[Note: A previous version of this post was published when it appeared that the Oklahoma Senate was not going to allow a final vote on HB 1269. We have updated this version to reflect that the Senate has approved the bill and sent it to the governor.]
In 2016, Oklahoma voters made simple drug possession a misdemeanor instead of a felony. By voting yes to State Question 780, Oklahomans expressed a clear desire to prioritize treatment over incarceration for those struggling with addiction. These changes raised significant public policy and moral questions. What should be done about the people serving felony sentences in Oklahoma prisons that would be misdemeanors under current law, and what about the thousands more with prior felony convictions for crimes that are now less serious offenses?
HB 1269 was designed to address these issues. The bill’s goal is to make the historic impact of State Question 780 retroactive so that people arrested for simple drug possession before SQ 780 have the opportunity to undo the lifelong consequences of a felony sentence. HB 1269 is a positive step for justice reform in Oklahoma, but a recent amendment will complicate the bill’s resentencing process and create financial hurdles that will lessen the positive impact of retroactivity.
HB 1269 offers justice for hundreds currently in prison
HB 1269 will create an opportunity for nearly 1,000 people serving time in prison for simple possession to have their felony sentences commuted by the Pardon and Parole Board. If the Governor signs the bill in its current form, these commutations would begin in December or January after the bill takes effect in November. This commutation process was simplified for those in prison for simple possession, but this method is slower and requires more steps than the resentencing process proposed in the first version of HB 1269.
To account for this, the Parole Board must create a “commutation docket” in which a large number of the individuals eligible for commutation and early release through HB 1269 could be voted on at the same hearing with a single up or down vote. This would save the Parole Board the added logistical burden of hundreds of new individual hearings, and it would achieve the goal of getting these inmates back to their families and communities as soon as possible.
Expungement is an inefficient and expensive way to make 780 retroactive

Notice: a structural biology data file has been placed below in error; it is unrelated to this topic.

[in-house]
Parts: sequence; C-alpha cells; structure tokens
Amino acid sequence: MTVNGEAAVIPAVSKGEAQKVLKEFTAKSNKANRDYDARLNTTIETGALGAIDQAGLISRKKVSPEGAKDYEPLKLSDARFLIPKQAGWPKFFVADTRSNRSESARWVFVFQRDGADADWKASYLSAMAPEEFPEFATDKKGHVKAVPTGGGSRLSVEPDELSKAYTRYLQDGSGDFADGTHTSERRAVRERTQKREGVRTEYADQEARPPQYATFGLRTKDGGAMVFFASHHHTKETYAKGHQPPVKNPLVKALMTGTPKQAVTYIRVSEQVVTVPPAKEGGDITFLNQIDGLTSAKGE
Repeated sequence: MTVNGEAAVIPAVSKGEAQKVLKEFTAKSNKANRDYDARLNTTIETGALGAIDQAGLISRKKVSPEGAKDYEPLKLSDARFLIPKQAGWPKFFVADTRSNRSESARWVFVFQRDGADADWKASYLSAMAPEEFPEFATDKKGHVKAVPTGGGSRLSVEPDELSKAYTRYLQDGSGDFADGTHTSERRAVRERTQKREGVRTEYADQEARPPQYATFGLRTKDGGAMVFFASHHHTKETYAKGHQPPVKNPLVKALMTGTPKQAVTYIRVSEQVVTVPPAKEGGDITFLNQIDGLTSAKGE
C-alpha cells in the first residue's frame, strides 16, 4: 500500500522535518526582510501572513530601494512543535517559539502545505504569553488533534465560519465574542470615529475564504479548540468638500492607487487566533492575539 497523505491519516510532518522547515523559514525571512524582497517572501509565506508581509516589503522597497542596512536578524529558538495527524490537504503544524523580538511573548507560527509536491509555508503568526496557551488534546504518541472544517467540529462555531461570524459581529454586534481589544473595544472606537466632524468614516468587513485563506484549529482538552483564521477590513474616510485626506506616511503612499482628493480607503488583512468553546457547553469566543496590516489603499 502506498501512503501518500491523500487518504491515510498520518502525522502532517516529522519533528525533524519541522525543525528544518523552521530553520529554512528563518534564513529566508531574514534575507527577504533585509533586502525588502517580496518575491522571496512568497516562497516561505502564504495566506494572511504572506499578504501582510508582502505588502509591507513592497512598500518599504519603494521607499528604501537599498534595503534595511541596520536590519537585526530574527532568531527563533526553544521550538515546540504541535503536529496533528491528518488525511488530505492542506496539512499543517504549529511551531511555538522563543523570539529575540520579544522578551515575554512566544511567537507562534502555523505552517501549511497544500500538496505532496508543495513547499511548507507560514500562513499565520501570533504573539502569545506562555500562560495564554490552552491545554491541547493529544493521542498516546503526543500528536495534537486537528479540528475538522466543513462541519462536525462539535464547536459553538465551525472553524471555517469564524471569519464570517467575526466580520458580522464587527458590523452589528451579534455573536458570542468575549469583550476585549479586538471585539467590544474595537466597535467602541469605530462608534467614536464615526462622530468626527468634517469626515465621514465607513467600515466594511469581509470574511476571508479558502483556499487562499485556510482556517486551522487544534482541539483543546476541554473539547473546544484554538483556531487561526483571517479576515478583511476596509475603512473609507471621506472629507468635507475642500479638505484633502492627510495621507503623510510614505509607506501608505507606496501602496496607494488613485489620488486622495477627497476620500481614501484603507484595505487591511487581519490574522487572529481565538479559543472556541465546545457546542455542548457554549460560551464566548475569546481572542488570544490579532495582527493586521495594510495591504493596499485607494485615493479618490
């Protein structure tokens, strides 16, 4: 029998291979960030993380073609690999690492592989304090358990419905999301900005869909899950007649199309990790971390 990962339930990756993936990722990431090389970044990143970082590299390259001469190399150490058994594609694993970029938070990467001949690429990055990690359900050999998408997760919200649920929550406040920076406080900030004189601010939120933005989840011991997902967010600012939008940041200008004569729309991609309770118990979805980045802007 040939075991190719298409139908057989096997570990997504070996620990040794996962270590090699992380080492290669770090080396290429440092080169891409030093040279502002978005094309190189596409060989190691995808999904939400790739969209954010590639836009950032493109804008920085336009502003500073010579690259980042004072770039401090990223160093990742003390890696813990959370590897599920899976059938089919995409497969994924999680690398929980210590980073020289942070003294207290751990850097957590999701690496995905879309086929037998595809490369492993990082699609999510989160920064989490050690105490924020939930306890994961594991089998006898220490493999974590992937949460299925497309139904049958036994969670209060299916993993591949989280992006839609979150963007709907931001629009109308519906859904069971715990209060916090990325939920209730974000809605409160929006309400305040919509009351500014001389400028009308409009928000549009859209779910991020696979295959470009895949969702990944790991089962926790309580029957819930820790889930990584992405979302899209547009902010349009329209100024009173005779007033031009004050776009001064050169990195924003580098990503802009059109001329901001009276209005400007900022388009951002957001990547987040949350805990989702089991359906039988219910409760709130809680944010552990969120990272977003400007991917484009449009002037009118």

In addition to a slow commutation process, another critical weakness in the latest version of HB 1269 is the use of expungements. The bill now uses expungements to erase the criminal records of those sentenced before simple drug possession became a misdemeanor. This is done by sealing their court and arrest records. The goal of this process is to help these individuals undo the harmful impacts of a felony that they would never receive under current law. A breadwinner with a felony record has greatly diminished job prospects. This is why providing a way for the more than 60,000 Oklahomans with simple drug possession felonies to clear their record is so important.
[pullquote]The new language of HB 1269 perpetuates a two-tiered justice system where those with the financial means to hire an attorney and pay these costs have better access to justice.[/pullquote]
Unfortunately, the expungement process proposed in HB 1269 will price it out of reach for many individuals. The process requires numerous expensive steps and often the assistance of an attorney. Here is a breakdown of the financial costs associated with expungement:
- $500-$1,500 ( $150 an hour avg.) consultation with an attorney
- $15 to get your OSBI Criminal History Report
- $150 OSBI fee to record the final court order.
- $175 (approximate) court filing fees and mailing fees
At a bare minimum, it will cost more than $300 just to fill out the expungement paperwork created by HB 1269. This cost is in addition to any other fines and fees that individuals must pay before they are allowed to file for expungement. The new language of HB 1269 perpetuates a two-tiered justice system where those with the financial means to hire an attorney and pay these costs have better access to justice. Low-income Oklahomans, largely from rural communities and communities of color, will have great difficulty benefiting from this new system.
These costs directly contradict the goals of the Governor and legislative leaders who stated that they wanted to reduce the impact of Oklahoma’s fines and fees. Lawmakers should fix this problem by waiving these expungement costs for anyone filing under the new provisions of HB 1269, or at the least, they should provide a hardship waiver for those deemed unable to pay. Justice reforms that can only be accessed by those with money are not a real break from the failed policies of the past.
HB 1269 leaves many issues unresolved
The fact that nearly 1,000 Oklahomans will be released from prison early because of HB 1269 is a profound victory for justice reform in this state. However, the bureaucratic process in the bill leaves more than 60,000 Oklahomans outside prison with a costly and prohibitive expungement process. In addition, HB 1269 does nothing to address problems like sentence enhancements. Because of these “enhancements,” numerous Oklahomans are serving longer prison sentences than they would have served without a prior drug possession felony. Disparities like these contribute to Oklahoma’s world-leading incarceration rate.
Oklahoma voters decided that prison is not a rational or cost-effective means of dealing with addiction, and policymakers should respect this decision. The future of thousands of Oklahomans depends on it. HB 1269 is a positive first step, but lawmakers should address the issues left unresolved by this legislation if they hope to truly alter the direction of Oklahoma’s incarceration crisis.